Having made my excursions through the summer by bus, tube, car, coach, plane and train, I had to come to the obvious conclusion that nothing is more British than the railway. Strikes, motorways, and aeroplanes notwithstanding, it seemed the indispensable means of access to the countryside. The railways put Victorian industrial Britain together, connecting the provinces to London, coal to iron, docks to hinterlands, town to country, home to work. The railwaymen were a central caste, part of the fundamental productive fabric along with the miners, the steelworkers and the dockers. The steam engine was the heroic vehicle of industrial advance, attracting the imagination of children, the loyalty of the railway servants, and the eccentricity of train spotters and model builders. Clergymen, commuters, schoolboys, and holiday makers found in it another element of common culture to add to the weather, gardening, cricket, and football as shared preoccupations in which they were all amateur and expert.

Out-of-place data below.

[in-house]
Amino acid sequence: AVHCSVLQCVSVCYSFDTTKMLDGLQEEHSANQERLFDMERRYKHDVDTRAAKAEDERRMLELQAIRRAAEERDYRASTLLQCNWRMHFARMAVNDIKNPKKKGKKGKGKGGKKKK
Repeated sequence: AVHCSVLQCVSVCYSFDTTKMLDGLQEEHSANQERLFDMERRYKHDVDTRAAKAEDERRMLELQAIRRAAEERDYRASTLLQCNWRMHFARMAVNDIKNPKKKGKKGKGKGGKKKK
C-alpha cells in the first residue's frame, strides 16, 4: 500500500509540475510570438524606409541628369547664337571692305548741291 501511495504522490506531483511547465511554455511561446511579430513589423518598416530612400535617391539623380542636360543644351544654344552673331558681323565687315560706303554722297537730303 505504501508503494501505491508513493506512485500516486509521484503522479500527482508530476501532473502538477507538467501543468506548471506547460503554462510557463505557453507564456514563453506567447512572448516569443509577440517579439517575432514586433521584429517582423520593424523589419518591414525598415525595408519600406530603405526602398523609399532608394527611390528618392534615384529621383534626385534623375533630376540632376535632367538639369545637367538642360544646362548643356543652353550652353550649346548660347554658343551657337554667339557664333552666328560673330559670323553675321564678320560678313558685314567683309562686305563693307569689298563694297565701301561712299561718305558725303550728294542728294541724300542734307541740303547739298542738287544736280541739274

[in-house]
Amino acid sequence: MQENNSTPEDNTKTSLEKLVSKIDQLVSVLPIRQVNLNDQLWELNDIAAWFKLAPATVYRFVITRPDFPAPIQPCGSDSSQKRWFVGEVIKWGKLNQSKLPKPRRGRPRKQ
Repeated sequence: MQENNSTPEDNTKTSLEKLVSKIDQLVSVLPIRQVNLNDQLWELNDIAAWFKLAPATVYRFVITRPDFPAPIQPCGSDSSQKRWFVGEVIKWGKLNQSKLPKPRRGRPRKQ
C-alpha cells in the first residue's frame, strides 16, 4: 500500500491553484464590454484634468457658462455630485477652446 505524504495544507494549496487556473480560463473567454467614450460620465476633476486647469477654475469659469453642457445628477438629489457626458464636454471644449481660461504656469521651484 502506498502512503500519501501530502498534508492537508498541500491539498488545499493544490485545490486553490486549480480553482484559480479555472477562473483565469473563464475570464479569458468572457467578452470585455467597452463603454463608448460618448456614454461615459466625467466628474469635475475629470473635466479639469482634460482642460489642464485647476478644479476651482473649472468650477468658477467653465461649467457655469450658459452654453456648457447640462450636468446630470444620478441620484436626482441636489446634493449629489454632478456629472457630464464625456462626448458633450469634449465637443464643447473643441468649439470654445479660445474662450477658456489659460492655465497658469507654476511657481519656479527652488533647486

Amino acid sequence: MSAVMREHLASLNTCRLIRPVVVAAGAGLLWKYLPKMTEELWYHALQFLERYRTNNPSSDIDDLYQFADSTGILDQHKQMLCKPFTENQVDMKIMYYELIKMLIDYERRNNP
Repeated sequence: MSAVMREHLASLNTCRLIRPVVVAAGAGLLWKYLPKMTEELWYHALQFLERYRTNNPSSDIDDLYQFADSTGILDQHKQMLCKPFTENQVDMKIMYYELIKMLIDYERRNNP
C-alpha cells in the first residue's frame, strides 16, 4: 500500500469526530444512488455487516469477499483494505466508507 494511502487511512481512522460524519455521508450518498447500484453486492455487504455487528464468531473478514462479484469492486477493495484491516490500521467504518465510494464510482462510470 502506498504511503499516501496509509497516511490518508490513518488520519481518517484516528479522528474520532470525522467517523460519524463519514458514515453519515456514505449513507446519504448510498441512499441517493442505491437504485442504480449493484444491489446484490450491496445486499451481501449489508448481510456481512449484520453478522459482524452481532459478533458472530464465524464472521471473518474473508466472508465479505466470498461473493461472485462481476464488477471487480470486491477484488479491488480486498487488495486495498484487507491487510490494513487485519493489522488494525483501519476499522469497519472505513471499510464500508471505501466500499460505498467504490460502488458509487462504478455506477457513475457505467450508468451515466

KeywordsSteam Engine Occupational Commitment Railway Servant Central Caste Stainless Steel Canister
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